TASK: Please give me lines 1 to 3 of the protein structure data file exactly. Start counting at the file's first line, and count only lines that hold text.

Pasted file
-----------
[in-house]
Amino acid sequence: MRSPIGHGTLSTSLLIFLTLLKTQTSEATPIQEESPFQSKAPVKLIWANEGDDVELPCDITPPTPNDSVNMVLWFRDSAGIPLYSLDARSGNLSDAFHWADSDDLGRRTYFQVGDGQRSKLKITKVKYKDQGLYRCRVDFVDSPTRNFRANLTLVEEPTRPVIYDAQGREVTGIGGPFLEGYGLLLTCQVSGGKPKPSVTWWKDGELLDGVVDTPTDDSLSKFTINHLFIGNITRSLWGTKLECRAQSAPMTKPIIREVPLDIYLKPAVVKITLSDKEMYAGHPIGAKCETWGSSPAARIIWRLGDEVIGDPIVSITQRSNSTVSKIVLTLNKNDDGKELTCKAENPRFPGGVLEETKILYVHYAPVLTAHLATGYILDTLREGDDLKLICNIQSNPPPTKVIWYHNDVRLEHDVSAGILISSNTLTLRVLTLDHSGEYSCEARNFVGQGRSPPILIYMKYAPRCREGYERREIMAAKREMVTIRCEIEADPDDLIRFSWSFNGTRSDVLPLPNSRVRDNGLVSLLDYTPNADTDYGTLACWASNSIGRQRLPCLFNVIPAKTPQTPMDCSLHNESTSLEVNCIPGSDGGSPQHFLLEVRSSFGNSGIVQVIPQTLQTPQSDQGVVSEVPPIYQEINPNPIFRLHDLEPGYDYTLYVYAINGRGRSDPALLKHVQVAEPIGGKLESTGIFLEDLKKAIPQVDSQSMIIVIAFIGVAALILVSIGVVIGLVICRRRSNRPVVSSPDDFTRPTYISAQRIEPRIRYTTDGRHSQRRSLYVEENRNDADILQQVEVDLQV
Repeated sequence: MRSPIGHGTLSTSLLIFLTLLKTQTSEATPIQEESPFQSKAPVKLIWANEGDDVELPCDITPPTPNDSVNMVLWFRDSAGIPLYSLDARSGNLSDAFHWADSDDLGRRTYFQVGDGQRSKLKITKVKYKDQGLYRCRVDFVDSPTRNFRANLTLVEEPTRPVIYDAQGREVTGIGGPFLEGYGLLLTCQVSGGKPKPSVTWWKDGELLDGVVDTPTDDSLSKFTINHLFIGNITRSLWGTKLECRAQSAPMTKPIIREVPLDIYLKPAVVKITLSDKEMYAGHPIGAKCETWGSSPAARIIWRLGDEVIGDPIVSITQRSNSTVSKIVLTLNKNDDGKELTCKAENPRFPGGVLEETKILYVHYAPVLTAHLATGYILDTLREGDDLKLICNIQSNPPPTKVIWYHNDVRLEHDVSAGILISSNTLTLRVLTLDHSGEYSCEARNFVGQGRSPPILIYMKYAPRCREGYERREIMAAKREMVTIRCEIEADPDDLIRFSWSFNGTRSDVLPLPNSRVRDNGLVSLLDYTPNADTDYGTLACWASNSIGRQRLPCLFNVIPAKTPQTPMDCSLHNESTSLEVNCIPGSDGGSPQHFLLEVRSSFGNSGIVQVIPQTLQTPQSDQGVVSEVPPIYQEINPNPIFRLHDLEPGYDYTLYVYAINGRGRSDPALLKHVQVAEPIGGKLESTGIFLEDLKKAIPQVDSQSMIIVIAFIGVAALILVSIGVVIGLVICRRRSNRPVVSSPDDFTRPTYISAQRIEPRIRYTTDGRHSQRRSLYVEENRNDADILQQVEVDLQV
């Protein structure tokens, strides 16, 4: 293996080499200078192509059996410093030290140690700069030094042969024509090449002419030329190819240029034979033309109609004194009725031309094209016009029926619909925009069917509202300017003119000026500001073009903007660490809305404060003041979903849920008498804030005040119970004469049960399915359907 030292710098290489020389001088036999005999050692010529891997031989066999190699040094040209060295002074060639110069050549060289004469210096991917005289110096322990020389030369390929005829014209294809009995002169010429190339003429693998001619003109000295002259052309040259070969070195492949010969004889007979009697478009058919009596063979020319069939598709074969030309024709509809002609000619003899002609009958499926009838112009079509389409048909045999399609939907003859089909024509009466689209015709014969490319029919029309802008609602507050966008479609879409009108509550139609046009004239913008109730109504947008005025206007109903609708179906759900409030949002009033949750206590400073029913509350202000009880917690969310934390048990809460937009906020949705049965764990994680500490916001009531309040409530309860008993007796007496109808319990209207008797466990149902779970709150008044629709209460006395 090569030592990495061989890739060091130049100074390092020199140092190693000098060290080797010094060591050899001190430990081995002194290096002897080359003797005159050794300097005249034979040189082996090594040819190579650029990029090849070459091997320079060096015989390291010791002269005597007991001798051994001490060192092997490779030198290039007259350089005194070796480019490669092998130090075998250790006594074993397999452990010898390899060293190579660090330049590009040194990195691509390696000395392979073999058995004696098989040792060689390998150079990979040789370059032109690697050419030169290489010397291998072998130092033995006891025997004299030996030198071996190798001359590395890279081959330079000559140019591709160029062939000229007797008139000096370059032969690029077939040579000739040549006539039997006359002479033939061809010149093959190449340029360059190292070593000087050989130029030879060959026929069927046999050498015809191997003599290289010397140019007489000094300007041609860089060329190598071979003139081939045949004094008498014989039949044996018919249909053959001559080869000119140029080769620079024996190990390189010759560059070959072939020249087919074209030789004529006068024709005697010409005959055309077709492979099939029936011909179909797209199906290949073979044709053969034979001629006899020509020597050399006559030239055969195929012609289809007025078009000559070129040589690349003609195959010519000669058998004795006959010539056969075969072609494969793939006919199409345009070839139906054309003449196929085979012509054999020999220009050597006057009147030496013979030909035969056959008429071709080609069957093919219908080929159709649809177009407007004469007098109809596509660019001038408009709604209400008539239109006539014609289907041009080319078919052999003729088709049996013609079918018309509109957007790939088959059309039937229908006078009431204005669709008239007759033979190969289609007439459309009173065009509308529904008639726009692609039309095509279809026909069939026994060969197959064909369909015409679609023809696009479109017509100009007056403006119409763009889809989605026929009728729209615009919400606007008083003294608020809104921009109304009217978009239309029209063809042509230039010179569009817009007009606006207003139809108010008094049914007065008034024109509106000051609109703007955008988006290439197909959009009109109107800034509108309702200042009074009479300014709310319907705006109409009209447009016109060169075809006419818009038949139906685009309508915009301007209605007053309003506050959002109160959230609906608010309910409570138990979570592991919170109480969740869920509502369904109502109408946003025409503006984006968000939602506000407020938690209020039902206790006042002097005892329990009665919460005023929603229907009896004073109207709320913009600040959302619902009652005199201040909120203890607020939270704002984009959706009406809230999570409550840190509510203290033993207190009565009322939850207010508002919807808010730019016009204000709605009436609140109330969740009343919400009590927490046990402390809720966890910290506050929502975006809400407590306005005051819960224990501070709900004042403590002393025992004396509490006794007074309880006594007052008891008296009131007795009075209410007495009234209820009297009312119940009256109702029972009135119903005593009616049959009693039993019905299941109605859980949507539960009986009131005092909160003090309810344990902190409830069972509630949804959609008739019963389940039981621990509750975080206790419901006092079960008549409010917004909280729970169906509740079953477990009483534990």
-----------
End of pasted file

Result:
[in-house]
Amino acid sequence: MRSPIGHGTLSTSLLIFLTLLKTQTSEATPIQEESPFQSKAPVKLIWANEGDDVELPCDITPPTPNDSVNMVLWFRDSAGIPLYSLDARSGNLSDAFHWADSDDLGRRTYFQVGDGQRSKLKITKVKYKDQGLYRCRVDFVDSPTRNFRANLTLVEEPTRPVIYDAQGREVTGIGGPFLEGYGLLLTCQVSGGKPKPSVTWWKDGELLDGVVDTPTDDSLSKFTINHLFIGNITRSLWGTKLECRAQSAPMTKPIIREVPLDIYLKPAVVKITLSDKEMYAGHPIGAKCETWGSSPAARIIWRLGDEVIGDPIVSITQRSNSTVSKIVLTLNKNDDGKELTCKAENPRFPGGVLEETKILYVHYAPVLTAHLATGYILDTLREGDDLKLICNIQSNPPPTKVIWYHNDVRLEHDVSAGILISSNTLTLRVLTLDHSGEYSCEARNFVGQGRSPPILIYMKYAPRCREGYERREIMAAKREMVTIRCEIEADPDDLIRFSWSFNGTRSDVLPLPNSRVRDNGLVSLLDYTPNADTDYGTLACWASNSIGRQRLPCLFNVIPAKTPQTPMDCSLHNESTSLEVNCIPGSDGGSPQHFLLEVRSSFGNSGIVQVIPQTLQTPQSDQGVVSEVPPIYQEINPNPIFRLHDLEPGYDYTLYVYAINGRGRSDPALLKHVQVAEPIGGKLESTGIFLEDLKKAIPQVDSQSMIIVIAFIGVAALILVSIGVVIGLVICRRRSNRPVVSSPDDFTRPTYISAQRIEPRIRYTTDGRHSQRRSLYVEENRNDADILQQVEVDLQV
Repeated sequence: MRSPIGHGTLSTSLLIFLTLLKTQTSEATPIQEESPFQSKAPVKLIWANEGDDVELPCDITPPTPNDSVNMVLWFRDSAGIPLYSLDARSGNLSDAFHWADSDDLGRRTYFQVGDGQRSKLKITKVKYKDQGLYRCRVDFVDSPTRNFRANLTLVEEPTRPVIYDAQGREVTGIGGPFLEGYGLLLTCQVSGGKPKPSVTWWKDGELLDGVVDTPTDDSLSKFTINHLFIGNITRSLWGTKLECRAQSAPMTKPIIREVPLDIYLKPAVVKITLSDKEMYAGHPIGAKCETWGSSPAARIIWRLGDEVIGDPIVSITQRSNSTVSKIVLTLNKNDDGKELTCKAENPRFPGGVLEETKILYVHYAPVLTAHLATGYILDTLREGDDLKLICNIQSNPPPTKVIWYHNDVRLEHDVSAGILISSNTLTLRVLTLDHSGEYSCEARNFVGQGRSPPILIYMKYAPRCREGYERREIMAAKREMVTIRCEIEADPDDLIRFSWSFNGTRSDVLPLPNSRVRDNGLVSLLDYTPNADTDYGTLACWASNSIGRQRLPCLFNVIPAKTPQTPMDCSLHNESTSLEVNCIPGSDGGSPQHFLLEVRSSFGNSGIVQVIPQTLQTPQSDQGVVSEVPPIYQEINPNPIFRLHDLEPGYDYTLYVYAINGRGRSDPALLKHVQVAEPIGGKLESTGIFLEDLKKAIPQVDSQSMIIVIAFIGVAALILVSIGVVIGLVICRRRSNRPVVSSPDDFTRPTYISAQRIEPRIRYTTDGRHSQRRSLYVEENRNDADILQQVEVDLQV